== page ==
Six days ago I decided to run my seventh marathon and I think I made the right decision. YAY for a new PR!
This morning I lined up with 10,000 other runners at the big, red Marine Corps Marathon start line. I had my game face on which is not very intimidating at all.Since I typically stick to small races in Amish land and the Tennessee backwoods, running such a big race was a bit of a change-up for me. For the most part, though, I liked the support from other runners and loved masses of people cheering!I started running and tried to stick to eight-minute miles like I’d been practicing last week. The results (which I put in pink to make prettier):So, I pretty much stuck right within ten seconds of my goal pace, except for the beginning warmup/hill miles and mile 24 which was boring and hilly. And then it was OVER! Seriously this marathon was the fastest marathon I’ve ever run. Not just physically of course, but mentally too. Apart from the deep-burning pain in my hamstrings I had a lovely time and crossed the finish line before I knew it.
A photo with the best running/blog/pizza support man in my life and a man driving a tractor who is clearly considering running us over:The BEST thing was the race ended about a mile from our house which meant we got to (sloooooowly) walk home and cook up a monster omelet without worrying about flights/hotels/suitcases.I’ll probably have more stuff to say about the race as the week goes on, but for all you running nerds here’s some more in-depth contemplation of my first Marine Corps Marathon:
- This race was a first for me in many ways: My first time to “bandit” a race (woo!), my first time to run a marathon without music, my first time to consistently pace myself, my first time to run a marathon in DC, and my first time to fuel strategically. Also I think it’s the first marathon I didn’t cry during! HA.
- I’m not sure whether I could have gone faster. Maybe a litttttle bit, but probably not. I really, really tried to calm down and chill out for the first 13 miles and not go too fast — and also made sure to keep a steady speed up to mile 23 or so. Luckily my friend Alison popped in at miles 7-16 to keep me company and help keep the pace After I totally bonked out at mile 23 in my last marathon, I didn’t want to sabotage the race by speeding up before the bitter end.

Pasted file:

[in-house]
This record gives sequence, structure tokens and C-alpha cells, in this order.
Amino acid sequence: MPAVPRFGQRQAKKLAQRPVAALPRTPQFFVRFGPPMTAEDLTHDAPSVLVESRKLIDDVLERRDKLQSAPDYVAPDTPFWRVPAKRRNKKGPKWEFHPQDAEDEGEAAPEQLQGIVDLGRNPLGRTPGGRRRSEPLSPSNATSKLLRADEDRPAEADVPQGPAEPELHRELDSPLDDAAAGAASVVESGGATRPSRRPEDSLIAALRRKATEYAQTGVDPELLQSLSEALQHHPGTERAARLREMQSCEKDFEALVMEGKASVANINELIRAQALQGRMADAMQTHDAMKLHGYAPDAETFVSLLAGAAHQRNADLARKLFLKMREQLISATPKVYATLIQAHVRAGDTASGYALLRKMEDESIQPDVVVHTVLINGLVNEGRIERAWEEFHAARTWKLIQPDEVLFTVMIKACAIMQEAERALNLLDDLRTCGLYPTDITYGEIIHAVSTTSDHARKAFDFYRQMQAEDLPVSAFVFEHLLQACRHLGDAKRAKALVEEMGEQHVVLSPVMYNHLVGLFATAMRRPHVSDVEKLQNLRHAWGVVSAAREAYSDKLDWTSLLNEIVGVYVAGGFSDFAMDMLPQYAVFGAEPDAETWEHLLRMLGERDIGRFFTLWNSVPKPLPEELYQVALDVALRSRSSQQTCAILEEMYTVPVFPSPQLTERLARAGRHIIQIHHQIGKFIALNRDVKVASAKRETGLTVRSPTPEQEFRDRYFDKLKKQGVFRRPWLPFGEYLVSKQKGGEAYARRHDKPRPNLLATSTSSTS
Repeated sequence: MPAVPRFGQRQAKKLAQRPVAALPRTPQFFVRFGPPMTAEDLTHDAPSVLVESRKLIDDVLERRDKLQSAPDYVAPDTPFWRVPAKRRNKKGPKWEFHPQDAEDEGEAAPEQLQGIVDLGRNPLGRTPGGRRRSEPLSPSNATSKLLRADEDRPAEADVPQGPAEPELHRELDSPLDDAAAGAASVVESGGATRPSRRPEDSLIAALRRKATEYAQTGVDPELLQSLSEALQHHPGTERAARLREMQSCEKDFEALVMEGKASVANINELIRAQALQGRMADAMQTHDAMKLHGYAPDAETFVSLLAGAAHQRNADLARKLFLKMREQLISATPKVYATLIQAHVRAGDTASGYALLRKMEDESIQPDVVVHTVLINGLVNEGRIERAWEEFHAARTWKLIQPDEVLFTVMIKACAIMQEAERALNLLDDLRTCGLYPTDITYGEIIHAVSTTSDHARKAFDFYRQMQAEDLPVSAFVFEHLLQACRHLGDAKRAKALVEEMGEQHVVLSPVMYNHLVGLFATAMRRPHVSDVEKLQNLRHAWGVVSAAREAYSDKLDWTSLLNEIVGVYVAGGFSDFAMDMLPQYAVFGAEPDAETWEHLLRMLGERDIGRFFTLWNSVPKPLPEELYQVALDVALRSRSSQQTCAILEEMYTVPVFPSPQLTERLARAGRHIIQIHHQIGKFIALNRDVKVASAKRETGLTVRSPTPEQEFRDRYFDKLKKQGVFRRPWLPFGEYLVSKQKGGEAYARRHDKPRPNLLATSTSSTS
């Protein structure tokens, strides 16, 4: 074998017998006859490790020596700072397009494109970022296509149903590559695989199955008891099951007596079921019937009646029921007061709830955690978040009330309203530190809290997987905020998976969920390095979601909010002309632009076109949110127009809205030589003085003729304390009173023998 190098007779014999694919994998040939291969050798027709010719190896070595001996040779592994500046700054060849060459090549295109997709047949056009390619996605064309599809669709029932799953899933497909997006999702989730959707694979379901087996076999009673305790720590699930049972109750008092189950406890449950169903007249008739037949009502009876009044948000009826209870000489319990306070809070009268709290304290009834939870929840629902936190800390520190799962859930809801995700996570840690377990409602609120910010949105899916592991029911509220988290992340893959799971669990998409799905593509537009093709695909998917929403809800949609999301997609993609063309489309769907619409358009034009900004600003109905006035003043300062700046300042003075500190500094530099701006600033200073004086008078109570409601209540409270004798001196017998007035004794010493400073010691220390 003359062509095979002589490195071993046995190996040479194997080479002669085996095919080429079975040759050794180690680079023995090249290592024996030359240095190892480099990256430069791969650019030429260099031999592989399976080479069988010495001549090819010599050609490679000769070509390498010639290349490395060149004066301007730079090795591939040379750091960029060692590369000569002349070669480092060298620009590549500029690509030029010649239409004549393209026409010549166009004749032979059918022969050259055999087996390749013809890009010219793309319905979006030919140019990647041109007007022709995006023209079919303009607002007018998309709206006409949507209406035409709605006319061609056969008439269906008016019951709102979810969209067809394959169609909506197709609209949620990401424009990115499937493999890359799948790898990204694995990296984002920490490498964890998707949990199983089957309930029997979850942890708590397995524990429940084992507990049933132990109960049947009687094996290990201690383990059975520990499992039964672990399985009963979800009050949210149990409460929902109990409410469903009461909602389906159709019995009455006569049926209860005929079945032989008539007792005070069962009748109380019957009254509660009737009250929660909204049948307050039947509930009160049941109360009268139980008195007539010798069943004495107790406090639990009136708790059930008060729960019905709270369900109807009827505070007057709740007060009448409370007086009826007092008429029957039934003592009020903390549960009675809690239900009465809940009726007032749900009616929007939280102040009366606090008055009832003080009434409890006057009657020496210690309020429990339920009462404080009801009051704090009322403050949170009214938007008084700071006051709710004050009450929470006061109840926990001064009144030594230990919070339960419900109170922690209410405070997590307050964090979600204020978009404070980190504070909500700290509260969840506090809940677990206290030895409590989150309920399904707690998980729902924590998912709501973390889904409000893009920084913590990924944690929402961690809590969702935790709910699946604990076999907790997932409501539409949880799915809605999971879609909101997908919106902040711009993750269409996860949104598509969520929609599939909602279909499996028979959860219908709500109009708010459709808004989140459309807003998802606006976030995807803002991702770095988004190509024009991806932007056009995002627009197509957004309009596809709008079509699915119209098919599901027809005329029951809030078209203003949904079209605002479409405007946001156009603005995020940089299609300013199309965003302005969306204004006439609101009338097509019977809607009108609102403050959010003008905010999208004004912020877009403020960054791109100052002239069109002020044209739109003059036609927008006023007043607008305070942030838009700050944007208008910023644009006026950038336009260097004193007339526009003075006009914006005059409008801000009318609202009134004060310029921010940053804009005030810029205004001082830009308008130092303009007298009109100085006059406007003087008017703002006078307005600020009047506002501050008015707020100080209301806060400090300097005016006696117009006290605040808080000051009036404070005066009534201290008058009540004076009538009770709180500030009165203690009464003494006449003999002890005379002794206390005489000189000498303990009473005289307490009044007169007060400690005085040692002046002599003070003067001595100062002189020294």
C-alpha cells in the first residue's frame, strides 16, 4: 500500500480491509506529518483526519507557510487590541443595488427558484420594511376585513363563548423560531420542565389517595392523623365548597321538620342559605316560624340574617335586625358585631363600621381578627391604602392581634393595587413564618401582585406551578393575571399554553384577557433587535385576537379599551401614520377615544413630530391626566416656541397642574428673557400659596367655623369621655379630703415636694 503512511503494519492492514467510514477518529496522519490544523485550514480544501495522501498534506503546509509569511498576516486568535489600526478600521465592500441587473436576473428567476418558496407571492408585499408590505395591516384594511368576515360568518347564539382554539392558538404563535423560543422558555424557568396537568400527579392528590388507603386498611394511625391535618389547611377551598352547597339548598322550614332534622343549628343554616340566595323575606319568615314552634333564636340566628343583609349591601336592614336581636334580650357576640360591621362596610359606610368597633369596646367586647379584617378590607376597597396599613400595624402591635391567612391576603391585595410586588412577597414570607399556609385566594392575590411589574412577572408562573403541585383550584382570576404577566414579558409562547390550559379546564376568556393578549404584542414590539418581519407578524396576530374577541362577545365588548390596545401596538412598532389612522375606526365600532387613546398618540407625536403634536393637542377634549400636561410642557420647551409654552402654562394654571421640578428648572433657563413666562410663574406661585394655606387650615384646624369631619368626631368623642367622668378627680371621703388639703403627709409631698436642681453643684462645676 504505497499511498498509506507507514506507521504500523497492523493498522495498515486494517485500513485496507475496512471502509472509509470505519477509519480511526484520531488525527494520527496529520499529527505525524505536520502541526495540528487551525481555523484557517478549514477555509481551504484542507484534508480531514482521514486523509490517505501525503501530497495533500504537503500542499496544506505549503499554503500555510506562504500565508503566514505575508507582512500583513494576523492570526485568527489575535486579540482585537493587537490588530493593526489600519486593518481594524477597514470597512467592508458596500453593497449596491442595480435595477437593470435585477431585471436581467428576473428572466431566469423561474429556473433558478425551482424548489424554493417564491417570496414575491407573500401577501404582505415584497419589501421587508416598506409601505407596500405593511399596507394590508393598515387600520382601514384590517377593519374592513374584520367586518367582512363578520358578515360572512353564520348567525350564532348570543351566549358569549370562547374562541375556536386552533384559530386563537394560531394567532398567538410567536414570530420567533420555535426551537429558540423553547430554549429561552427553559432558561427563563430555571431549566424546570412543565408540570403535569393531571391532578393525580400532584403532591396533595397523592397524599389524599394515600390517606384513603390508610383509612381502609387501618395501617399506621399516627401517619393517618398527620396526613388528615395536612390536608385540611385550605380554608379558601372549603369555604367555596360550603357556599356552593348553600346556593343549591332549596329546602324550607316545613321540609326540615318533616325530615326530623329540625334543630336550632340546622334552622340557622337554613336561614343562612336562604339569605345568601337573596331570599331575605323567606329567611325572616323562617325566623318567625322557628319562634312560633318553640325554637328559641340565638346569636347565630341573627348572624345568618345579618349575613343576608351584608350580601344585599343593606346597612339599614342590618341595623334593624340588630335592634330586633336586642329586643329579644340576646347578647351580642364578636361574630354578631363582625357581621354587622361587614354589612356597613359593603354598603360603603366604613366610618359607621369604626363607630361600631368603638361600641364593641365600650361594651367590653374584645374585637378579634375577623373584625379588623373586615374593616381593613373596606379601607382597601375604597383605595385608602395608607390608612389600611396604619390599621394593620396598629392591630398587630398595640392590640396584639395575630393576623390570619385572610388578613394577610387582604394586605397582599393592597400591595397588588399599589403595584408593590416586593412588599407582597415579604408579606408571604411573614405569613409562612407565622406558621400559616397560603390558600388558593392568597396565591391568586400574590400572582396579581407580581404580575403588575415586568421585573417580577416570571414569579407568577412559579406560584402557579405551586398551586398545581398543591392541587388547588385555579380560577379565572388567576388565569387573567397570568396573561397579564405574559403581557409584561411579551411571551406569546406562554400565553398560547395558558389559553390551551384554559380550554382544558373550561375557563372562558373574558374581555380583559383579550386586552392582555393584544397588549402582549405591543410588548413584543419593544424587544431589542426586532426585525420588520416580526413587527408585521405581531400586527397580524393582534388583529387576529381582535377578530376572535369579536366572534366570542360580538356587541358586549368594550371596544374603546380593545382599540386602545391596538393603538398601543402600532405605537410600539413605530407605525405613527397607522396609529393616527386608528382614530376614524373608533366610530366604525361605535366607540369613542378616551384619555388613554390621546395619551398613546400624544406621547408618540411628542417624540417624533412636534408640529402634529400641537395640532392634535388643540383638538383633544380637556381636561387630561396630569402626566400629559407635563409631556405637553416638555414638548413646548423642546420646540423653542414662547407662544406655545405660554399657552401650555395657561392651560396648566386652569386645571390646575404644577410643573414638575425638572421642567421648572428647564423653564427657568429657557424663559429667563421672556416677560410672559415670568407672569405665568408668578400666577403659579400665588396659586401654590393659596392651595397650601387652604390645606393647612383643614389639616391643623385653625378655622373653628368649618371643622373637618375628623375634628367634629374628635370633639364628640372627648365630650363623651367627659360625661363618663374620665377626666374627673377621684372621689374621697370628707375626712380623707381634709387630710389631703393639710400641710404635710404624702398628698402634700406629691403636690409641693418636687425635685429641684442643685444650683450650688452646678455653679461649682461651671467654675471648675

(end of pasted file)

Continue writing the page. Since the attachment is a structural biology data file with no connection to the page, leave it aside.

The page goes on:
- Um, did anyone else run this race with a Garmin that told them it was 26 POINT FOUR miles long? Not sure what was up with that. Officially my longest and fastest marathon yet = PR and PDR.
- Best signs I saw along the way: “You’re running better than the government”; “Run fast for my hipster pumpkin” (with corresponding sad, small pumpkin); “NICE ASS”; “Free sex & beer at the finish line”; “Run now, poop later, don’t trust a fart” (??); “You run faster than the Metro”; “If it hurts, that means it’s working”; “YORO” (You only run once); “You’re beating everyone behind you.” Also there was a man who was literally wearing a pumpkin on his head. And on a non-funny note, there were many signs and shirts and cheerers supporting our armed forces which I found very inspiring and touching.
- This was the strongest and most confident I’ve ever felt during a race. I didn’t mess around with negative or doubtful thoughts and just found my zen like I practice on the track. I definitely had fun and engaged with the crowd but didn’t let the energy distract me. I treated each mile like it was just a 1600 on the track and didn’t dwell on the miles before or after it.
- Um, also, I would have never told myself to run this race given that my training consisted of a handful of 18-milers and ONE 20-miler. But my coach said that I could do it and he must be really really smart. Another reason I’m so happy I hired him! High-quality training miles > high-quantity training miles.
- The race itself: A+. Well organized, great cheering, FLAT route, not too congested. Plus the weather today was amazing so that is always a huge help. Also I love living and running in DC and this run was basically just a big ole’ celebration of that.
My finish time was (officially) 3:30:49, which is an 8:03 pace; my Garmin, however, had me hitting 26.2 somewhere around 3:29 with a 7:58 pace. I’m going to compromise and tell myself that I hit my 8-minute-mile goal on the dot.
Thanks to everyone who cheered/read/commented during my training period and race day. That was fun!
- Local readers: Did you race or cheer for MCM today?
- What are your mental tricks/mantras for race day?
- What is your #1 post-race meal?!
Of completely un-related interest:
- Washington Post: Chris Brown arrested in DC on felony assault charge